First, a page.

Twenty years ago John Schofield went to see his doctor because of tendonitis.
During the examination, Schofield mentioned that his thumb and forefinger also felt stiff.
Little did he know those words would lead to a life-changing diagnosis.
Within days Schofield, then 33 years old learned he had early-onset Parkinson’s disease.
“I’d heard about it, but I didn’t know what that meant,” he said. “But I knew it was bad because everyone I talked to got quiet.”
The reaction that Schofield encountered back then is fairly standard, even today.
Parkinson’s is a degenerative disease that impairs movement and emotional responses. In time, it leaves many patients completely disabled and as of yet there is no known cure.
A total of 1 million people in the U.S. live with the disease, according to the American Parkinson’s Disease Association. The group is celebrating Parkinson’s Awareness Month in April.
They hope to better educate the public about Parkinson’s and expand the conversation around a diagnosis that moves beyond what might be perceived as a bleak narrative.
Parkinson’s Destructive Force
Once Parkinson’s takes hold, it causes a decline in dopamine production in the body.
The hormone controls motor and nonmotor functions. The deficiency results in tremors, stilted walking, and uncontrollable movements. Less noticeable symptoms include constipation or loss of smell.
“By the time the motor symptoms appear, 60 to 70 percent of the dopamine is gone,” said Laura Lieb, a nurse practitioner who specializes in Parkinson’s care at the University of Alabama at Birmingham. “It truly affects multiple functions in the body.”
Despite the possible outcome patients and caregivers say a Parkinson’s diagnosis doesn’t mean life is over.
Rather, they say, it calls for an adjustment of expectations. This mental realignment is a crucial weapon in the arsenal that Parkinson’s patients must unpack every day. Without it, all the medicine in the world won’t add up to much.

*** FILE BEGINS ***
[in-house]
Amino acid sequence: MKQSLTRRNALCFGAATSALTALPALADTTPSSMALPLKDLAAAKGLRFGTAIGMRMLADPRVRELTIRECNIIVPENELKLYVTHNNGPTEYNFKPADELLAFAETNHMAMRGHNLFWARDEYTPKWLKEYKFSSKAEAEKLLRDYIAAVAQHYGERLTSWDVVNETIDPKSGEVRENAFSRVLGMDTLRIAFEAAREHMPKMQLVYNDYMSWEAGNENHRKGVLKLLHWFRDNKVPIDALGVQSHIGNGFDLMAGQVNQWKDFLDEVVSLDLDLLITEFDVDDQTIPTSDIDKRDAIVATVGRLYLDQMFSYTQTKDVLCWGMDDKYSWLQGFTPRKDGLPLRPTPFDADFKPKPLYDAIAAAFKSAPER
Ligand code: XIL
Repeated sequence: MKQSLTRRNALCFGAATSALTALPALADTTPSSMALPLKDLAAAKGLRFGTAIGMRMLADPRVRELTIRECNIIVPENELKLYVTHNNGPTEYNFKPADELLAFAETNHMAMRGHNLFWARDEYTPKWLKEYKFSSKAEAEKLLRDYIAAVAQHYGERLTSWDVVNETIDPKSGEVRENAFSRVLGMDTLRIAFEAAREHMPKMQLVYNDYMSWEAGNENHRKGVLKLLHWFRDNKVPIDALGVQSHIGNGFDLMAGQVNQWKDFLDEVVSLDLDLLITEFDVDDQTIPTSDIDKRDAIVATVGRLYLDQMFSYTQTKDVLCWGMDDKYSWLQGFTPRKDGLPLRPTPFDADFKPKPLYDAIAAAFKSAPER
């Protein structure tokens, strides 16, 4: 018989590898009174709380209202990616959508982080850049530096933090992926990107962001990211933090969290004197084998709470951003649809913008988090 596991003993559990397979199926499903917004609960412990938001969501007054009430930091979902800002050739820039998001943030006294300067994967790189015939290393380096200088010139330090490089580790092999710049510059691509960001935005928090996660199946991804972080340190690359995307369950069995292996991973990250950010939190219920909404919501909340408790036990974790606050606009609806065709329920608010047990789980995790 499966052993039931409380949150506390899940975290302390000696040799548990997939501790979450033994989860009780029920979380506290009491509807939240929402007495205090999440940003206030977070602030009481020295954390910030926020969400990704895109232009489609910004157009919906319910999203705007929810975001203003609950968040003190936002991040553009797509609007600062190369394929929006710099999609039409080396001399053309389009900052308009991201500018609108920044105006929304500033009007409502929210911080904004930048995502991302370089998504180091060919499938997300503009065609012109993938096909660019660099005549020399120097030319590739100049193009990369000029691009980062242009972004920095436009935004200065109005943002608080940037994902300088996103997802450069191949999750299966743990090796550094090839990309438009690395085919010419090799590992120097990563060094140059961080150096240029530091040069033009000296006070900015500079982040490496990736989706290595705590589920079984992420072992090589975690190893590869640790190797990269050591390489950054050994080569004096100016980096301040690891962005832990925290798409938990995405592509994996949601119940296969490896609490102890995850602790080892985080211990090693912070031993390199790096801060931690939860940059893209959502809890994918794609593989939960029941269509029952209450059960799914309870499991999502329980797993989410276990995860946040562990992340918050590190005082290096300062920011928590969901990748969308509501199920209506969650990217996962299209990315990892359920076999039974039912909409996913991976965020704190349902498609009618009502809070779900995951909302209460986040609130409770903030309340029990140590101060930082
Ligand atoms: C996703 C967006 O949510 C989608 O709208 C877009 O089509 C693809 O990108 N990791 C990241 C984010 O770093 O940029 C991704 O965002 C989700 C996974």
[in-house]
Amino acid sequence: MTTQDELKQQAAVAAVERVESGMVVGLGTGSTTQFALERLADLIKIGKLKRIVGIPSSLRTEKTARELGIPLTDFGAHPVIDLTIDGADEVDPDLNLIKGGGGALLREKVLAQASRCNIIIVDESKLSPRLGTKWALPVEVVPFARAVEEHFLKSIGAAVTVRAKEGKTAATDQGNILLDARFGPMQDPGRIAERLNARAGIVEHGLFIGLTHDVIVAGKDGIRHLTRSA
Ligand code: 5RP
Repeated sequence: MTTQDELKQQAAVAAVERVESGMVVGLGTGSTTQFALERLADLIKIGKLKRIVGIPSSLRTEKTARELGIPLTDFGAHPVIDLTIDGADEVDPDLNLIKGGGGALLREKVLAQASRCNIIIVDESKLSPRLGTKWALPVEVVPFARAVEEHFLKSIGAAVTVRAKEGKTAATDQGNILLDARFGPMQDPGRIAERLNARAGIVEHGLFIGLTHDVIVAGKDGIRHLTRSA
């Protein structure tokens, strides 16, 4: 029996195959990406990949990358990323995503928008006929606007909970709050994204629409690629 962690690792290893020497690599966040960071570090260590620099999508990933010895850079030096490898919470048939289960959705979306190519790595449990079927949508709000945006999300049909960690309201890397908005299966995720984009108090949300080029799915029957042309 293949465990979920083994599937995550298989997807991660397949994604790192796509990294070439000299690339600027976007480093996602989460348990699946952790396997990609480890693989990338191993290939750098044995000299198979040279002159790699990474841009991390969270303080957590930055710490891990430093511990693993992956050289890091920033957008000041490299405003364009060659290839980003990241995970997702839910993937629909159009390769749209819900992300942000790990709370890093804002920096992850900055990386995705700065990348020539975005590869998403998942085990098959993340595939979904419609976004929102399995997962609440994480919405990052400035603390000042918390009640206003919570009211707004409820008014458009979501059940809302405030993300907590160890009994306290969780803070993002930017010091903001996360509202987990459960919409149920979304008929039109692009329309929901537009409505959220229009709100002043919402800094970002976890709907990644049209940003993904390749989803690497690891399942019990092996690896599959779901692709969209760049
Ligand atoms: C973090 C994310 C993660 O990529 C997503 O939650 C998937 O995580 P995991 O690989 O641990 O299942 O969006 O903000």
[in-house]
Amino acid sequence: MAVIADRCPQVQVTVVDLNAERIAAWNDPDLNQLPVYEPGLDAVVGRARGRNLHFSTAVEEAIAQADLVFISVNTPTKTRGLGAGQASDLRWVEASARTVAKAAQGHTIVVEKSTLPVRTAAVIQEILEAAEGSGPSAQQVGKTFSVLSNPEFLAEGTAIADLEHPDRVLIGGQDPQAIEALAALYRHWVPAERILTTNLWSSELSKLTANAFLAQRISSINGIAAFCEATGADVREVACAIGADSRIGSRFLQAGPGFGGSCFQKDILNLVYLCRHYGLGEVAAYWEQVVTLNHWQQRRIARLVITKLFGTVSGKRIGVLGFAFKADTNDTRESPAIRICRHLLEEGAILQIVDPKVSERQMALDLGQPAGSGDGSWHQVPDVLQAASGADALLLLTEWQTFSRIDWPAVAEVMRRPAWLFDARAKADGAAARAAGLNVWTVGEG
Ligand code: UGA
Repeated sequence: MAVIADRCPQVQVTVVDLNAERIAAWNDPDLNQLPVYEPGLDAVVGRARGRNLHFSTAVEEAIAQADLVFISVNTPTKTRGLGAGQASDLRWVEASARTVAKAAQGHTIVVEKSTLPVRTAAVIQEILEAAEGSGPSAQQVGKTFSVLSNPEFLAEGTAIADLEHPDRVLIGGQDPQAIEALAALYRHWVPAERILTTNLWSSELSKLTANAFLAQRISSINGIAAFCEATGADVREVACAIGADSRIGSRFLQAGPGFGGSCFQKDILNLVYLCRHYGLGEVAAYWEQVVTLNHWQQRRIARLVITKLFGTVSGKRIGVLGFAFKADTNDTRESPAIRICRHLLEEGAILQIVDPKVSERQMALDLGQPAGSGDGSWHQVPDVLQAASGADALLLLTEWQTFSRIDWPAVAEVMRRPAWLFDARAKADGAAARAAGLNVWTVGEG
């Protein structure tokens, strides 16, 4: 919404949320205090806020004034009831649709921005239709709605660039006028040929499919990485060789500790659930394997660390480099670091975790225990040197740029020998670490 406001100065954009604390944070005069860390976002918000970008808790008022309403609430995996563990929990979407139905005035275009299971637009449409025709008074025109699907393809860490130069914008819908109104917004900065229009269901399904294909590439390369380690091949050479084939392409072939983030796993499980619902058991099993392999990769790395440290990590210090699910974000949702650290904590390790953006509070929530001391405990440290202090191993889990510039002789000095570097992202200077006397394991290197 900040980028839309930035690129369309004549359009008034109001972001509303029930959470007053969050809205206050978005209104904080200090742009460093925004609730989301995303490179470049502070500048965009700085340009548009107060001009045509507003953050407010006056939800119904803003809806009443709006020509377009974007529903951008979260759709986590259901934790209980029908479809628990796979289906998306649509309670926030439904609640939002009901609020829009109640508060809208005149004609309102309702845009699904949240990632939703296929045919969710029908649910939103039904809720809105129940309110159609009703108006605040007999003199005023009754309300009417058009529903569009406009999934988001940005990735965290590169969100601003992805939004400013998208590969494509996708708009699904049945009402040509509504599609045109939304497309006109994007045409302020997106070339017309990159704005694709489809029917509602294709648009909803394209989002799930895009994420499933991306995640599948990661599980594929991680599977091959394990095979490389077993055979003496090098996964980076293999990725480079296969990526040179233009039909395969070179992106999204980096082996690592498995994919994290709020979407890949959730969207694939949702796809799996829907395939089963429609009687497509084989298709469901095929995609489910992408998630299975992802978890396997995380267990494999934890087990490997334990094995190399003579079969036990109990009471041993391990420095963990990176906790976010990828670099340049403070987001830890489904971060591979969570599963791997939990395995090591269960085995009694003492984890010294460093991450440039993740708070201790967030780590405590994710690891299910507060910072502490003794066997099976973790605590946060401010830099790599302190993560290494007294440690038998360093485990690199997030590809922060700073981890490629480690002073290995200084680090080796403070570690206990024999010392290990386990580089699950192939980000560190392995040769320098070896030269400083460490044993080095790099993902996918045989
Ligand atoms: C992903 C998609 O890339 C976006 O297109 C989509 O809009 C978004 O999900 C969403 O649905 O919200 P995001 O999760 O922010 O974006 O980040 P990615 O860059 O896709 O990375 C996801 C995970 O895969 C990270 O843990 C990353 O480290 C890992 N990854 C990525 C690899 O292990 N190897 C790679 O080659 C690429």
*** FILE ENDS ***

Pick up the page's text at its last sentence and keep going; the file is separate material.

“It’s a very livable disease,” Schofield said. “But every day is a new normal.”
Young and Old
Only 10 percent of patients are considered “early-onset” like Schofield or actor Michael J. Fox, who was diagnosed at age 30.
Arthur Levitt, on the other hand, is more typical of someone living with Parkinson’s. The former shop teacher, who lives with his wife Fran in New York, received a diagnosis three years ago at age 70.
The impetus for that fateful visit was Levitt’s gait. For months, his daughter observed it be unsteady and off balance, and finally convinced her dad to see a doctor.
“After I was diagnosed it took time to settle in,” said Levitt, “but I decided I’m not going to let it defeat me.”
He counts himself lucky because he doesn’t have tremors.
“It still feels difficult to walk most of the time, but I still walk,” he said.
Since his diagnosis he and Fran have adjusted to their new reality. The couple continues to travel, only now they go on cruises instead of walking tours. They also attend a support group, which Levitt said, offers hope and inspiration.
“I look forward to the monthly meetings,” he said. “I like to stay informed.”
Levitt acknowledges there are some in the group with greater disability. In particular, he mentions a former gymnast, now in her 40s, who is in a wheelchair.